Tightening its watch over booming e-commerce transactions in the country, the Department of Trade and Industry (DTI) warns business owners and establishments to disclose prices in compliance with the Fair Trade Laws.
The DTI Consumer Protection Group (DTI-CPG) urges online and physical store owners to comply with:
- Article 81 of the Republic Act No. 7394 or the Consumer Act of the Philippines which requires appropriate tags, labels, or markings that indicate the prices of consumer products sold in retail. With these, products must not be sold at higher prices than stated; and with
- Section 5 of Republic Act No. 7581 or the Price Act that stipulates that selling a basic necessity or prime commodity without a price tag is prima facie evidence of profiteering.
To strengthen the implementation of the Price Act and Consumer Act, the DTI, Department of Agriculture (DAR), Department of Health (DOH), Department of Environment and Natural Resources (DENR), Intellectual Property Office (IPO), and National Privacy Commission (NPC) have recently issued the Joint Administrative Order (JAO) No. 22-01, consolidating all existing rules and guidelines on online businesses.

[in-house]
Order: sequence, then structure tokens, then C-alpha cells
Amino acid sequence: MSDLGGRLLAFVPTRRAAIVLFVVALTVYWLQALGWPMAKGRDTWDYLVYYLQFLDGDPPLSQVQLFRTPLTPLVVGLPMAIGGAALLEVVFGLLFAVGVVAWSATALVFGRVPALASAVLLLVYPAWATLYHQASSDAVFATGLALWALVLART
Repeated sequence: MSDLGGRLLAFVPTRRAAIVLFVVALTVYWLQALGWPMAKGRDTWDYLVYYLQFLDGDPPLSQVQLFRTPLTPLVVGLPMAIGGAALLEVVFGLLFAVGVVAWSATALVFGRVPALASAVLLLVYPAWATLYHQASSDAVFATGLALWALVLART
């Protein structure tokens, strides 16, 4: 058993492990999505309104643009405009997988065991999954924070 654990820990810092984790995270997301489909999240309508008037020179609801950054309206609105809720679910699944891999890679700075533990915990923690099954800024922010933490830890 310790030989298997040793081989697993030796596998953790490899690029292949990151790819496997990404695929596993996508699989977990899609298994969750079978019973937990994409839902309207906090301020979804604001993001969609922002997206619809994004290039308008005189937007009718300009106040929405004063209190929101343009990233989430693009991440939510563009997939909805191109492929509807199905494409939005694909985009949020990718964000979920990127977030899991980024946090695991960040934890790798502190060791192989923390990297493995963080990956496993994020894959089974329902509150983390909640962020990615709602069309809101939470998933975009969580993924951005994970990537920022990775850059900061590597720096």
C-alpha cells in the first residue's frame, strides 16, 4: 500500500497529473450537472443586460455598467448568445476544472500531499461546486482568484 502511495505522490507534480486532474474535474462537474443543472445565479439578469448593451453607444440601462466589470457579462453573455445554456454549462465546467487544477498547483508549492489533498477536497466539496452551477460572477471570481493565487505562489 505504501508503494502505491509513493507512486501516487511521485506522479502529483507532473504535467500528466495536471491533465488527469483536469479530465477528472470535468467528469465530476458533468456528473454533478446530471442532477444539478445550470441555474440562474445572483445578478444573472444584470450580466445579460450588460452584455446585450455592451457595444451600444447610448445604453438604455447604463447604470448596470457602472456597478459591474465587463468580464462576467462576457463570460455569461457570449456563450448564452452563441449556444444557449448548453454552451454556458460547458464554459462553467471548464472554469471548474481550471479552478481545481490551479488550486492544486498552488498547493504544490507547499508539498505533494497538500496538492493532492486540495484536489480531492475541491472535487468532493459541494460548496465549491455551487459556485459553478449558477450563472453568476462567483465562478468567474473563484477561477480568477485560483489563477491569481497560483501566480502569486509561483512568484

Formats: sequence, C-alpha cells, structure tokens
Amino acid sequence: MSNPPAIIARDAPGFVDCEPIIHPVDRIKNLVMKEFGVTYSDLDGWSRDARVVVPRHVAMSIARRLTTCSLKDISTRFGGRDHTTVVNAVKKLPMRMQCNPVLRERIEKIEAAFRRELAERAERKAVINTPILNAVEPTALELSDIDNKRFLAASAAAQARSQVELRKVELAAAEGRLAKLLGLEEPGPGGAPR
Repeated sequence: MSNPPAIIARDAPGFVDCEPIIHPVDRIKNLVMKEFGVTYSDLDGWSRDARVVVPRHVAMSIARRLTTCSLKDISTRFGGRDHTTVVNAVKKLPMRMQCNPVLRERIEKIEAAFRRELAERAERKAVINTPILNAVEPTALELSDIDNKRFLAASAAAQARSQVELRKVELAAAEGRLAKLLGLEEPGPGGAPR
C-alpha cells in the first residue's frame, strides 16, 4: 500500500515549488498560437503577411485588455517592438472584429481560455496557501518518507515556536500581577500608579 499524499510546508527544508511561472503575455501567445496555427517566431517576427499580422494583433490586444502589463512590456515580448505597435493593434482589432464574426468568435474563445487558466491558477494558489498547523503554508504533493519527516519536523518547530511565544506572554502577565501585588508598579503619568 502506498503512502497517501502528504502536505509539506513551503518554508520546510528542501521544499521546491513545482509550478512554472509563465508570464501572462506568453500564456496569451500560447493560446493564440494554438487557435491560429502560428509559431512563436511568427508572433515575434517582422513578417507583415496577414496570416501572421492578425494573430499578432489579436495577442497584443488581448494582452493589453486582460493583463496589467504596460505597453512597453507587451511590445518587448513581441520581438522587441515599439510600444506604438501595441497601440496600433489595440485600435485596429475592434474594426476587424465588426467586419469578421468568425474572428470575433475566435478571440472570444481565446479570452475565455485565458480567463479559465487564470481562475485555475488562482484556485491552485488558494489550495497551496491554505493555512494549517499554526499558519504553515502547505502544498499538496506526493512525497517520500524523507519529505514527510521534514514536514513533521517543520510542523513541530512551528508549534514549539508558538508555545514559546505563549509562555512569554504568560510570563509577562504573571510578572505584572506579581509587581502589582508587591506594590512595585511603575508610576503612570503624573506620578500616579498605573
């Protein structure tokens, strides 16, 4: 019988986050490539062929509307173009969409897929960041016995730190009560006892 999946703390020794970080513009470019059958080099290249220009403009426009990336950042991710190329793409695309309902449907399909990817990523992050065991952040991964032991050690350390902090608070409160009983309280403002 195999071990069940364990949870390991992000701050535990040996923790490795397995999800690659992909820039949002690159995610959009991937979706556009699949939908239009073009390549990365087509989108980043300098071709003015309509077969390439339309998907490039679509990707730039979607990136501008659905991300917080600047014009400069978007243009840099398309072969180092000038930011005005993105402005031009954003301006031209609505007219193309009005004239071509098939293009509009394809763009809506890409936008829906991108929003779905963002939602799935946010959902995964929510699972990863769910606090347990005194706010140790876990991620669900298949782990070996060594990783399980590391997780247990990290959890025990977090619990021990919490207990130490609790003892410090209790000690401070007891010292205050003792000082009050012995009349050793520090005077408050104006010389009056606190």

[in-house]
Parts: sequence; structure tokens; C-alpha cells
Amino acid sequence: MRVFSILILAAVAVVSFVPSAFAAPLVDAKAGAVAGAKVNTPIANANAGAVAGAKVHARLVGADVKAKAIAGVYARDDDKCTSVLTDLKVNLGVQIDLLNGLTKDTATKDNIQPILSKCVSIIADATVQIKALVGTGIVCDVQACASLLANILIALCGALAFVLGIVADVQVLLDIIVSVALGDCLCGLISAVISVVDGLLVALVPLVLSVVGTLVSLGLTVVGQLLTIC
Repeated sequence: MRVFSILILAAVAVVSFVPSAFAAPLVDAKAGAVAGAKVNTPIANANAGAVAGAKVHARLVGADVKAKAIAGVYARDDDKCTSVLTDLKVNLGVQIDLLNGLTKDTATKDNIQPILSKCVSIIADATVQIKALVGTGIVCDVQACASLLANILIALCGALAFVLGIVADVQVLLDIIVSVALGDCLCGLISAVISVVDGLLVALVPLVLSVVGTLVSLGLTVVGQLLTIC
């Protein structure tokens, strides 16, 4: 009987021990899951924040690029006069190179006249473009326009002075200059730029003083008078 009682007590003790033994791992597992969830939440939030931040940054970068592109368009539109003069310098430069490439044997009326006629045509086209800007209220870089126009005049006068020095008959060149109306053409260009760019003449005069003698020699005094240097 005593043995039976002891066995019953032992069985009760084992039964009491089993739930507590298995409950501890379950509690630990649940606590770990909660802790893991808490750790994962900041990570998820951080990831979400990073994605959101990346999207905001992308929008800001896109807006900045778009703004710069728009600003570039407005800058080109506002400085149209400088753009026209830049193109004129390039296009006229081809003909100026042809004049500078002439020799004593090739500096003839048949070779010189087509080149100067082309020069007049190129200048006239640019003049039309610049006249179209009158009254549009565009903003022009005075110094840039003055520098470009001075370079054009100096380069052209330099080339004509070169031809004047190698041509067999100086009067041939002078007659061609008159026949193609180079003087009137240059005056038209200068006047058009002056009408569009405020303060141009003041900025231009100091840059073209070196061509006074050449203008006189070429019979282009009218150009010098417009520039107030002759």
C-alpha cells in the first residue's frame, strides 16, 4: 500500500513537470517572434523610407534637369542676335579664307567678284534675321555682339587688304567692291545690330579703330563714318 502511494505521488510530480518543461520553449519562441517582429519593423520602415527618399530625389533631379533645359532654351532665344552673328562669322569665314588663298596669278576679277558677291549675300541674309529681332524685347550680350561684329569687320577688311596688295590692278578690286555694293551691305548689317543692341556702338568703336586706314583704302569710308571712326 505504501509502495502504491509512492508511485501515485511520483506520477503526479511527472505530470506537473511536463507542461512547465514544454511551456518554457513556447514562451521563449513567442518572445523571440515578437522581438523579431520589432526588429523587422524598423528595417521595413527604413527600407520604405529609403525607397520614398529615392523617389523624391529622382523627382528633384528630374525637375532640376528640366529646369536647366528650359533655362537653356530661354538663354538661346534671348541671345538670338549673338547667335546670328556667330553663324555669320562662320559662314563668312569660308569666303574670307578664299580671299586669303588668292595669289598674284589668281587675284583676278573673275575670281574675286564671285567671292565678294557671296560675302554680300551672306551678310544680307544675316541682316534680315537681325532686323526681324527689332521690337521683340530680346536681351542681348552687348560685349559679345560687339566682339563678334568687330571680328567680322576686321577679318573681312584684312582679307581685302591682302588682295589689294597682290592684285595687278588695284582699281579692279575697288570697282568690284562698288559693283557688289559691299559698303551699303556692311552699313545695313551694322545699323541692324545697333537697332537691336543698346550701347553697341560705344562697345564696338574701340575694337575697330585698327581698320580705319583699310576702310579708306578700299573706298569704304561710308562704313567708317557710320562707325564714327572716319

The provisions of JAO No. 22-01 reiterate laws that apply to the establishments’ responsibility to comply with the requirements of price tags on products and services of physical and online stores.
“We are firm in enforcing these laws, especially on the requirement of price tags, to ensure consumers’ right to choose quality products at reasonable prices,” says DTI – Consumer Protection Group (CPG) Undersecretary Atty. Ruth B. Castelo.
Several months ago, the DTI launched an online campaign against the “PM Sent (Private Message) culture.” The “PM Sent culture” is the shady practice of online sellers who send private messages to consumers inquiring on the price of a product. The campaign emphasizes that online vendors who conceal prices as a marketing strategy can be fined and/or imprisoned, according to Article 95 of RA No. 7394. The fine ranges from Two Hundred Pesos (Php 200.00) to Five Thousand Pesos (Php 5,000.00) while imprisonment can last from one (1) month to six (6) months.